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Why More Kids Don't Hunt? - Part II

July 16, 2003

What does it take to give your kids a reasonable chance of becoming a successful hunter that truly loves the sport and maybe more importantly enjoys spending time in the woods with you? If I had to pick one word to best describe what it takes I would pick the word patience! We increasingly live in a world that doesn't understand what this word means, much less what it requires. We live in an instant gratification society where whatever we want is immediately available at a mall or drive-up window. Patience requires one to slow down and often think about another person's needs prior to your own. These too are virtues that are fast disappearing in today's world.

If you really want your son or daughter to experience the joy and satisfaction of hunting you will need to have the patience to do the following:

1. Spend time with your kids in the outdoors when they are young. Start this when your kids are very little and get in the habit of going for walks and hikes with them and let them experience the joy of being outdoors in God's creation. Share with them the satisfaction of being able to identify animals and plants and how they interrelate. Let them take things home that interest them and let these rocks and skulls clutter their bedroom and your home. When you go on scouting trips show them animal signs and show them were you will actually be hunting. They will remember the setting when you at a later date tell them hunting related stories.

2. Teach your kids how to shoot a .22 rifle or a bow when they are young. In our house I insisted that our children learn how to handle a gun even if they chose to never hunt. Even though our guns were properly locked up in the house, I felt that gun safety was as important as learning how to swim or ride a bike safely. As children learn skills like shooting, they feel as sense of accomplishment and more importantly your trust in them as a responsible young person. With adequate gun training your children will become advocates for proper gun safety with other children at a very young age, even when you are not present!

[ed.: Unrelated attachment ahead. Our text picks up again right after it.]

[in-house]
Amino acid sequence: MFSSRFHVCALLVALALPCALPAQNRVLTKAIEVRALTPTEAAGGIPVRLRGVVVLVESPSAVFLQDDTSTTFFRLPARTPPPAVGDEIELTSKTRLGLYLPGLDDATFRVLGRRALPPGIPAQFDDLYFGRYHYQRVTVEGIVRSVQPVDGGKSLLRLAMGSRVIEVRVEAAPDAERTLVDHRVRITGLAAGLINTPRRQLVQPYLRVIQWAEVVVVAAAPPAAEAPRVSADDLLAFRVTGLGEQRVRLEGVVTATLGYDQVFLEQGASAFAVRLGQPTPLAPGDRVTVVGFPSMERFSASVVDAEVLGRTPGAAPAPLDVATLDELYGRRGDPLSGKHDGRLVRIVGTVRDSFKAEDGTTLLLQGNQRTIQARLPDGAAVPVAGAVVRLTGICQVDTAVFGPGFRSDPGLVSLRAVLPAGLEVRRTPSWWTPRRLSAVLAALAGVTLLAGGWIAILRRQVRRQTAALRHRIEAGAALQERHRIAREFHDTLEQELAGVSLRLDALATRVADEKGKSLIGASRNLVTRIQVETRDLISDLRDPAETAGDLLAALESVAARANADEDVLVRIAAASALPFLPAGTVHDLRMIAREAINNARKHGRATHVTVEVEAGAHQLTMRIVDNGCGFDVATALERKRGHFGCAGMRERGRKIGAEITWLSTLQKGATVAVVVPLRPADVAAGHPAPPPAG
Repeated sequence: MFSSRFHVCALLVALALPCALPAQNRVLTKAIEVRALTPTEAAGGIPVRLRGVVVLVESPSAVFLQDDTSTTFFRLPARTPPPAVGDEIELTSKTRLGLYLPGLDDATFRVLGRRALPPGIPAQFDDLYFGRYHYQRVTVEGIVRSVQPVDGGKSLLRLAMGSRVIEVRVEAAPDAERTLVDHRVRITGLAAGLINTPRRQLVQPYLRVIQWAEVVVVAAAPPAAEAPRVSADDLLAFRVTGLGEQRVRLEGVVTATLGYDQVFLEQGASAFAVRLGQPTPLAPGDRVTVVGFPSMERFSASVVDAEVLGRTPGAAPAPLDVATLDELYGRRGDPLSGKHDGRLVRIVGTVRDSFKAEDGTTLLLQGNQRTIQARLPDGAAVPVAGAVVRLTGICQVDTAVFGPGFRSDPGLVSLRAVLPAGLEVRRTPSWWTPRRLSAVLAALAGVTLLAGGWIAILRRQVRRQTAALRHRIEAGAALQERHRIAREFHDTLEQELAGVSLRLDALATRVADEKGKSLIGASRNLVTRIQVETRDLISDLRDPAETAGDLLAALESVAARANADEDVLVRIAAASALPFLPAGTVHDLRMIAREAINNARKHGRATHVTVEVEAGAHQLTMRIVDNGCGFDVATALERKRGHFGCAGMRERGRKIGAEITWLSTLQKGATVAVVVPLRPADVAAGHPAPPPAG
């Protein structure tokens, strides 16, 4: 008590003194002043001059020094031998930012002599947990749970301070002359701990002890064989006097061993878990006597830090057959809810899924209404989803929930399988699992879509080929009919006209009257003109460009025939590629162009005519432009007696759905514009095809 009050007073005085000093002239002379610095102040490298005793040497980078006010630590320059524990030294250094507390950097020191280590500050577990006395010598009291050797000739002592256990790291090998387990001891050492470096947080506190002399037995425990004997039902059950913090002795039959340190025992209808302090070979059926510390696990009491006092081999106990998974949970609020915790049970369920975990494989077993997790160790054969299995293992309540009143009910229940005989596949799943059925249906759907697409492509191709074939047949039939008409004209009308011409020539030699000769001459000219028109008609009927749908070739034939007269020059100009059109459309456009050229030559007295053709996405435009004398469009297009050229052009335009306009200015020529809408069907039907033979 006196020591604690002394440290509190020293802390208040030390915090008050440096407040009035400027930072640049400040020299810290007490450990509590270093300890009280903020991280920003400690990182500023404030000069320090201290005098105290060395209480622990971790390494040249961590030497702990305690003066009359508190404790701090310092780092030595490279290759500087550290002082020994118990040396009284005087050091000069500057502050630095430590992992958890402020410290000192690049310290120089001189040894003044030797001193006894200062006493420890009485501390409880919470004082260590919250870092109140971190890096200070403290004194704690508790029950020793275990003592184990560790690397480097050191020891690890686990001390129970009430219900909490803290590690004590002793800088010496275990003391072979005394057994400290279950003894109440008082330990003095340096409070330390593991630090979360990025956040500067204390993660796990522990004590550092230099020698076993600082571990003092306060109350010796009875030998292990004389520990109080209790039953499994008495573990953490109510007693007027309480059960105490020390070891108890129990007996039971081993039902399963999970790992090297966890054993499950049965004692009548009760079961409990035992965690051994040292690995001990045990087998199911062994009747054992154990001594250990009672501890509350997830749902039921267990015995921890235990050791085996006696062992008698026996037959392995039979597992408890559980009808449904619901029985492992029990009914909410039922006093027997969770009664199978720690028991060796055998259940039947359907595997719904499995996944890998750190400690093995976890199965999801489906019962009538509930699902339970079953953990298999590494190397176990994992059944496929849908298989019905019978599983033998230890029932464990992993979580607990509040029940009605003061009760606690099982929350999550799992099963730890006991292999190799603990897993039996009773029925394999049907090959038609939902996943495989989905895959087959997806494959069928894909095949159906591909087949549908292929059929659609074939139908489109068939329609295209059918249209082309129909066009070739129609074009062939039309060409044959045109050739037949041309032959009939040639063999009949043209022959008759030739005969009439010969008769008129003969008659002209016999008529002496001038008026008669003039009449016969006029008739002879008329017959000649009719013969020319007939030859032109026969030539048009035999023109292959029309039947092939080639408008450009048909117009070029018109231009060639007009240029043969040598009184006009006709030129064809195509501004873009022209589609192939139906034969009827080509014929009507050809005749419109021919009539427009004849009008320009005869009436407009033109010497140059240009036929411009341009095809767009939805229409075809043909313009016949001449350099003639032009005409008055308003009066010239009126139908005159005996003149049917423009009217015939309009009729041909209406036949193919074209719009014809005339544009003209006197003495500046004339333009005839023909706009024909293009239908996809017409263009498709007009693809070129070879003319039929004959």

3. Let your hunting trips be appropriate for the age of your child. Most beginner hunters will do much better with a 1-3 hour hunt for starters. Squirrel hunting, from my experience, is one of best beginner hunts to start with. Squirrels can be hunted with either a light rifle or shot gun. They can be hunted anytime during the day, using either a walking or sit-and- wait hunting method. The weather conditions are also usually excellent during this season.

Rabbit hunting is another great small game experience where short hunts can also be action packed and successful. Often posting a young hunter and slowly working a narrow band of cover towards them can be a great way for them to harvest their first rabbit in a more controlled setting.

4. Select outdoor weather conditions that improve the comfort of the day. Kids have much smaller body mass, cold and wet conditions impact them more severely than adults. It is better to cancel a hunt because of poor weather than have a child experience a cold, nasty hunt. As they get older they will learn to handle the off-weather days of hunting but don't start with this experience. Make certain that you have snacks, drinks and tasty food that help make the day fun and provide the energy for an active day.

Also select outdoor gear and guns that fit the size of the young hunter. Nothing is more discouraging than trying to hunt in clothes and with equipment that is uncomfortable.

5. Lastly, put your kids first when they are young hunters. If you want your
children to be successful as hunters, you need to be in some ways, less successful as a hunter for a few years. That means you will spend less time hunting on your own and frankly probably harvest less game in any given season.

The pay-off for a few years of sacrifice as you help your child become a successful hunter is ten-fold! In a few years, as your kids become young adults, you suddenly will find this new, young and energetic hunting partner in your life. This new hunting partner will, in the end, add a whole new dimension to your life as a parent and maybe someday as a grandparent, that you ever thought was possible!

Although admittedly biased as a father, I really do believe that my kids are special people because of the time they spent outdoors as hunting and fishing enthusiasts. When I say this to some people they immediately point out that you don't have to "kill something" to enjoy being outdoors. Although this is true, these people miss the point that kids who hunt, really do develop skills that make them both more mature and wiser than their peers that do not hunt.

Learning to shoot a weapon and taking the responsibility of humanly killing an animal is serious business. As children develop these skills, they also develop a sense of self-confidence that frankly is difficult to achieve in our modern world. In addition, they gain a perspective on life and death which helps them appreciate the cycles of life and how important each day and each season is.

A Closing Thought

What is most important about teaching your children about hunting is not that they become hunters. The value of teaching them to hunt is that they understand that as a parent you cared enough about them to spend time with them sharing a tradition that is important to you! Why do we worry about what a child will become but yet fail to remember that they are someone today?


Copyright 2003 Bob Aslan. All rights reserved.


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